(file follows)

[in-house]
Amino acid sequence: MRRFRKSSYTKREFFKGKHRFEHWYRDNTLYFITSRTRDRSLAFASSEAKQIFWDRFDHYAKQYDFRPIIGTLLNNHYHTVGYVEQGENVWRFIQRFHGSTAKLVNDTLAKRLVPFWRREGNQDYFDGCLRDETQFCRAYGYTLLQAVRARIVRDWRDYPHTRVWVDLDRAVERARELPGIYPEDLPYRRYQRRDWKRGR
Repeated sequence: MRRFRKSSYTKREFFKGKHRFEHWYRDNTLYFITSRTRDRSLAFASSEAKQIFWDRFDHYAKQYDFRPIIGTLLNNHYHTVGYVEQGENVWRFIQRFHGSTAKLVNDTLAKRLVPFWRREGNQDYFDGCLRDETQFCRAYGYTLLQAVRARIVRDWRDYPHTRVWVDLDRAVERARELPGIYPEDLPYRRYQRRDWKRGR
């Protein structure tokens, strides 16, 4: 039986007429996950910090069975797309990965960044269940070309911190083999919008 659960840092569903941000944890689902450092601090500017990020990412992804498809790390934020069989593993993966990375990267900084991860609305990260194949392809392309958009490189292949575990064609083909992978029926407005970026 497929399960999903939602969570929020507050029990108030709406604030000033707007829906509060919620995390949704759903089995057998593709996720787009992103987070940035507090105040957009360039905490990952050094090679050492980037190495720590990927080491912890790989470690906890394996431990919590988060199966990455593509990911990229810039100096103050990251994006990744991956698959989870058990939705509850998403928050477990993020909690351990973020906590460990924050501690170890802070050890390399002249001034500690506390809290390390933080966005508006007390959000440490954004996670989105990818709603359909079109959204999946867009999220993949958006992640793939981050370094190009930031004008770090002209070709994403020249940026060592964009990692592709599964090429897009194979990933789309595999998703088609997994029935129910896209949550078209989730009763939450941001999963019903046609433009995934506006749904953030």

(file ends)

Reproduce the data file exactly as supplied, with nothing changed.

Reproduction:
[in-house]
Amino acid sequence: MRRFRKSSYTKREFFKGKHRFEHWYRDNTLYFITSRTRDRSLAFASSEAKQIFWDRFDHYAKQYDFRPIIGTLLNNHYHTVGYVEQGENVWRFIQRFHGSTAKLVNDTLAKRLVPFWRREGNQDYFDGCLRDETQFCRAYGYTLLQAVRARIVRDWRDYPHTRVWVDLDRAVERARELPGIYPEDLPYRRYQRRDWKRGR
Repeated sequence: MRRFRKSSYTKREFFKGKHRFEHWYRDNTLYFITSRTRDRSLAFASSEAKQIFWDRFDHYAKQYDFRPIIGTLLNNHYHTVGYVEQGENVWRFIQRFHGSTAKLVNDTLAKRLVPFWRREGNQDYFDGCLRDETQFCRAYGYTLLQAVRARIVRDWRDYPHTRVWVDLDRAVERARELPGIYPEDLPYRRYQRRDWKRGR
């Protein structure tokens, strides 16, 4: 039986007429996950910090069975797309990965960044269940070309911190083999919008 659960840092569903941000944890689902450092601090500017990020990412992804498809790390934020069989593993993966990375990267900084991860609305990260194949392809392309958009490189292949575990064609083909992978029926407005970026 497929399960999903939602969570929020507050029990108030709406604030000033707007829906509060919620995390949704759903089995057998593709996720787009992103987070940035507090105040957009360039905490990952050094090679050492980037190495720590990927080491912890790989470690906890394996431990919590988060199966990455593509990911990229810039100096103050990251994006990744991956698959989870058990939705509850998403928050477990993020909690351990973020906590460990924050501690170890802070050890390399002249001034500690506390809290390390933080966005508006007390959000440490954004996670989105990818709603359909079109959204999946867009999220993949958006992640793939981050370094190009930031004008770090002209070709994403020249940026060592964009990692592709599964090429897009194979990933789309595999998703088609997994029935129910896209949550078209989730009763939450941001999963019903046609433009995934506006749904953030």